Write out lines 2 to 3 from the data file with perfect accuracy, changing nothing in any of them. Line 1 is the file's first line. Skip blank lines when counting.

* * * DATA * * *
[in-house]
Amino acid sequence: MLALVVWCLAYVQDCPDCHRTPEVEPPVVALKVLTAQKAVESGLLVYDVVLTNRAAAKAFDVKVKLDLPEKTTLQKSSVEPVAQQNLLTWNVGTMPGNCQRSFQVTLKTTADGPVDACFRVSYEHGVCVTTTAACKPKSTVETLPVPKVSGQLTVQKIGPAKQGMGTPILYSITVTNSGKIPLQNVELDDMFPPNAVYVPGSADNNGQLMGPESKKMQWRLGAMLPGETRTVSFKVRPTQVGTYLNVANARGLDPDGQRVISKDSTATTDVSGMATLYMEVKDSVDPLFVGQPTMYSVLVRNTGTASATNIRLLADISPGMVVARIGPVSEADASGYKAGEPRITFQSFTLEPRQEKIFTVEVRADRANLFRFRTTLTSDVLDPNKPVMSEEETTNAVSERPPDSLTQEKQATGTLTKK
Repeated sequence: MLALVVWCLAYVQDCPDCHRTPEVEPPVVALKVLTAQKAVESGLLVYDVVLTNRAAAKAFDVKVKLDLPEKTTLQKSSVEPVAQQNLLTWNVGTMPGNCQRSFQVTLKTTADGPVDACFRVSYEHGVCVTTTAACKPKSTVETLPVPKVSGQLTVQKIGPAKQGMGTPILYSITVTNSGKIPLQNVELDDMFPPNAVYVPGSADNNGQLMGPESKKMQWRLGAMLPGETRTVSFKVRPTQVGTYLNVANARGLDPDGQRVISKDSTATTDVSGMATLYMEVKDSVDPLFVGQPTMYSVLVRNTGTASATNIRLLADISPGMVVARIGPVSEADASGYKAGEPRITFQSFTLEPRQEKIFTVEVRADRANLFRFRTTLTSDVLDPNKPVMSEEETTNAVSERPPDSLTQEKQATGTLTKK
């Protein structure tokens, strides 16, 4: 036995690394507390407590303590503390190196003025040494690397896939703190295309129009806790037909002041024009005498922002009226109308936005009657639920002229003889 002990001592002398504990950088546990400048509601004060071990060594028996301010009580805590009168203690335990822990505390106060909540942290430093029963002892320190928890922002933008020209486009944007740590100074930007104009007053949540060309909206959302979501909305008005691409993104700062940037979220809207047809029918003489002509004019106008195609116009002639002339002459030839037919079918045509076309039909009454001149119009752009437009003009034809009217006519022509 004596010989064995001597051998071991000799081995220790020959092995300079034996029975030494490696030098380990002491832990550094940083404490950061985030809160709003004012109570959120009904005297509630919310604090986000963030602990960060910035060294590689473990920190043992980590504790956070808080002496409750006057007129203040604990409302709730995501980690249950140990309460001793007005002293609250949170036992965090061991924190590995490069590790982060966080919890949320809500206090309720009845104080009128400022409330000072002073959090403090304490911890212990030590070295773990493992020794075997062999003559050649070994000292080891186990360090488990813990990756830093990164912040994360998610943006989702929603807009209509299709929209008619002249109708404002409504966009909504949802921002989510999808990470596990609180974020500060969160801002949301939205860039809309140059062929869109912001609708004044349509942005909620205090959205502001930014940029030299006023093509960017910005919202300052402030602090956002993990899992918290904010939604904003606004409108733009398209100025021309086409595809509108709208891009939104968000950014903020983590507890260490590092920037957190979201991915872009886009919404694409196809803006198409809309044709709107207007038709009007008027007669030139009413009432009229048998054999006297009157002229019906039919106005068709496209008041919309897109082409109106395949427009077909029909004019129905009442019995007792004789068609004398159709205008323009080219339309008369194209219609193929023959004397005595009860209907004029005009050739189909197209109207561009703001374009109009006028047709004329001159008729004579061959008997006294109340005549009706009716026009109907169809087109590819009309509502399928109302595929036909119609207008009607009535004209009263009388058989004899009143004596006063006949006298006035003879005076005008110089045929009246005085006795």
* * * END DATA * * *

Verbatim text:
Amino acid sequence: MLALVVWCLAYVQDCPDCHRTPEVEPPVVALKVLTAQKAVESGLLVYDVVLTNRAAAKAFDVKVKLDLPEKTTLQKSSVEPVAQQNLLTWNVGTMPGNCQRSFQVTLKTTADGPVDACFRVSYEHGVCVTTTAACKPKSTVETLPVPKVSGQLTVQKIGPAKQGMGTPILYSITVTNSGKIPLQNVELDDMFPPNAVYVPGSADNNGQLMGPESKKMQWRLGAMLPGETRTVSFKVRPTQVGTYLNVANARGLDPDGQRVISKDSTATTDVSGMATLYMEVKDSVDPLFVGQPTMYSVLVRNTGTASATNIRLLADISPGMVVARIGPVSEADASGYKAGEPRITFQSFTLEPRQEKIFTVEVRADRANLFRFRTTLTSDVLDPNKPVMSEEETTNAVSERPPDSLTQEKQATGTLTKK
Repeated sequence: MLALVVWCLAYVQDCPDCHRTPEVEPPVVALKVLTAQKAVESGLLVYDVVLTNRAAAKAFDVKVKLDLPEKTTLQKSSVEPVAQQNLLTWNVGTMPGNCQRSFQVTLKTTADGPVDACFRVSYEHGVCVTTTAACKPKSTVETLPVPKVSGQLTVQKIGPAKQGMGTPILYSITVTNSGKIPLQNVELDDMFPPNAVYVPGSADNNGQLMGPESKKMQWRLGAMLPGETRTVSFKVRPTQVGTYLNVANARGLDPDGQRVISKDSTATTDVSGMATLYMEVKDSVDPLFVGQPTMYSVLVRNTGTASATNIRLLADISPGMVVARIGPVSEADASGYKAGEPRITFQSFTLEPRQEKIFTVEVRADRANLFRFRTTLTSDVLDPNKPVMSEEETTNAVSERPPDSLTQEKQATGTLTKK